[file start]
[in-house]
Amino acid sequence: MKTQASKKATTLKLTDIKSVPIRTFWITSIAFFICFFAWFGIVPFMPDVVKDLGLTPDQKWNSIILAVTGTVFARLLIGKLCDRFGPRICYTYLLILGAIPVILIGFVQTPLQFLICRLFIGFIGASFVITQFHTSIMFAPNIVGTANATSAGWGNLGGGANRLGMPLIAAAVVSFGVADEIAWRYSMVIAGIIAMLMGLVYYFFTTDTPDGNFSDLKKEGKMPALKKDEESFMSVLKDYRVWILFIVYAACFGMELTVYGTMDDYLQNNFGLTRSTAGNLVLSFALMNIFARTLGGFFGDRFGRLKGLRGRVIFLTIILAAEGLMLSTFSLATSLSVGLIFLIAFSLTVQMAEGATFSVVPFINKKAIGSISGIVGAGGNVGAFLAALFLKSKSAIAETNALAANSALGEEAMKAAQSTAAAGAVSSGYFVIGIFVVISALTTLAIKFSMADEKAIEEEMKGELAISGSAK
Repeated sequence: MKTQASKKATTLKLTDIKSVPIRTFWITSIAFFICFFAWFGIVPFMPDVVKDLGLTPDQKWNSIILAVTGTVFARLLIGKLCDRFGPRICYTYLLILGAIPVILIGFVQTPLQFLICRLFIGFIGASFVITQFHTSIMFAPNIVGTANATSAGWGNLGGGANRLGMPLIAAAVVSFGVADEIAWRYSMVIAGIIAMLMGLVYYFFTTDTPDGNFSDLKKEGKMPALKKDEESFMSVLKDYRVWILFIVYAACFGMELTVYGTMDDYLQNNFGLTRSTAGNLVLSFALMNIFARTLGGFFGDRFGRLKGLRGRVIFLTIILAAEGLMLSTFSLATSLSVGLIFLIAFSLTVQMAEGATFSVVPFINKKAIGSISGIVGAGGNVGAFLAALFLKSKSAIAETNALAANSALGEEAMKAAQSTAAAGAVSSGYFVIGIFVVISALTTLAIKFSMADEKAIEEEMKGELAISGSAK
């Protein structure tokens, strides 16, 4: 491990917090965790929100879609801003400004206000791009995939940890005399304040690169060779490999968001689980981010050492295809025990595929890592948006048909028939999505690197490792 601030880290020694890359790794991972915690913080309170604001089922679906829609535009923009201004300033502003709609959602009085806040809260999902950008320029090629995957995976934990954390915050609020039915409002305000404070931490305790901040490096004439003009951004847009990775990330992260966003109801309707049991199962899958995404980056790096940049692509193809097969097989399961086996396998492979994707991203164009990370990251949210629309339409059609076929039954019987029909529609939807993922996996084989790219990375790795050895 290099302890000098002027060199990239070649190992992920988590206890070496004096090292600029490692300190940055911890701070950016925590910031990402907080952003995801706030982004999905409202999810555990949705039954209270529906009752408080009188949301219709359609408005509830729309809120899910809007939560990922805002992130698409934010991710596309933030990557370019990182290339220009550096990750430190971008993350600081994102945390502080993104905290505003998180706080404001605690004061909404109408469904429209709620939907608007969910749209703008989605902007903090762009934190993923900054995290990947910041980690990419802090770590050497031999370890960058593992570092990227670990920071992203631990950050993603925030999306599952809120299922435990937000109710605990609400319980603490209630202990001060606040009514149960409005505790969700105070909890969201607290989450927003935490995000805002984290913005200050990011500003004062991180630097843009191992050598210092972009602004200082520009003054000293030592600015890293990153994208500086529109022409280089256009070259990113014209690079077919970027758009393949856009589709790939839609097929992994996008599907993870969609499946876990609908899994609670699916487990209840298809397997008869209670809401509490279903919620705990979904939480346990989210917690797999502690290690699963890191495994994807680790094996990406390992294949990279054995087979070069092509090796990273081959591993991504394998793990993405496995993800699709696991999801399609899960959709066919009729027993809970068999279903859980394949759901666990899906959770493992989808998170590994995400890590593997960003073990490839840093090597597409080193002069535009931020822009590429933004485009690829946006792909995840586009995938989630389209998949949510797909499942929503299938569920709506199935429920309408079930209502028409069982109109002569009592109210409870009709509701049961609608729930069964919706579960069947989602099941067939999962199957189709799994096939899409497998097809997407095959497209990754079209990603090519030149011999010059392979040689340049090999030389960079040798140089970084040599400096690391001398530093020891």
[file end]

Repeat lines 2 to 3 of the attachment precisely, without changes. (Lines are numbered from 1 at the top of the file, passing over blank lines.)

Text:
Amino acid sequence: MKTQASKKATTLKLTDIKSVPIRTFWITSIAFFICFFAWFGIVPFMPDVVKDLGLTPDQKWNSIILAVTGTVFARLLIGKLCDRFGPRICYTYLLILGAIPVILIGFVQTPLQFLICRLFIGFIGASFVITQFHTSIMFAPNIVGTANATSAGWGNLGGGANRLGMPLIAAAVVSFGVADEIAWRYSMVIAGIIAMLMGLVYYFFTTDTPDGNFSDLKKEGKMPALKKDEESFMSVLKDYRVWILFIVYAACFGMELTVYGTMDDYLQNNFGLTRSTAGNLVLSFALMNIFARTLGGFFGDRFGRLKGLRGRVIFLTIILAAEGLMLSTFSLATSLSVGLIFLIAFSLTVQMAEGATFSVVPFINKKAIGSISGIVGAGGNVGAFLAALFLKSKSAIAETNALAANSALGEEAMKAAQSTAAAGAVSSGYFVIGIFVVISALTTLAIKFSMADEKAIEEEMKGELAISGSAK
Repeated sequence: MKTQASKKATTLKLTDIKSVPIRTFWITSIAFFICFFAWFGIVPFMPDVVKDLGLTPDQKWNSIILAVTGTVFARLLIGKLCDRFGPRICYTYLLILGAIPVILIGFVQTPLQFLICRLFIGFIGASFVITQFHTSIMFAPNIVGTANATSAGWGNLGGGANRLGMPLIAAAVVSFGVADEIAWRYSMVIAGIIAMLMGLVYYFFTTDTPDGNFSDLKKEGKMPALKKDEESFMSVLKDYRVWILFIVYAACFGMELTVYGTMDDYLQNNFGLTRSTAGNLVLSFALMNIFARTLGGFFGDRFGRLKGLRGRVIFLTIILAAEGLMLSTFSLATSLSVGLIFLIAFSLTVQMAEGATFSVVPFINKKAIGSISGIVGAGGNVGAFLAALFLKSKSAIAETNALAANSALGEEAMKAAQSTAAAGAVSSGYFVIGIFVVISALTTLAIKFSMADEKAIEEEMKGELAISGSAK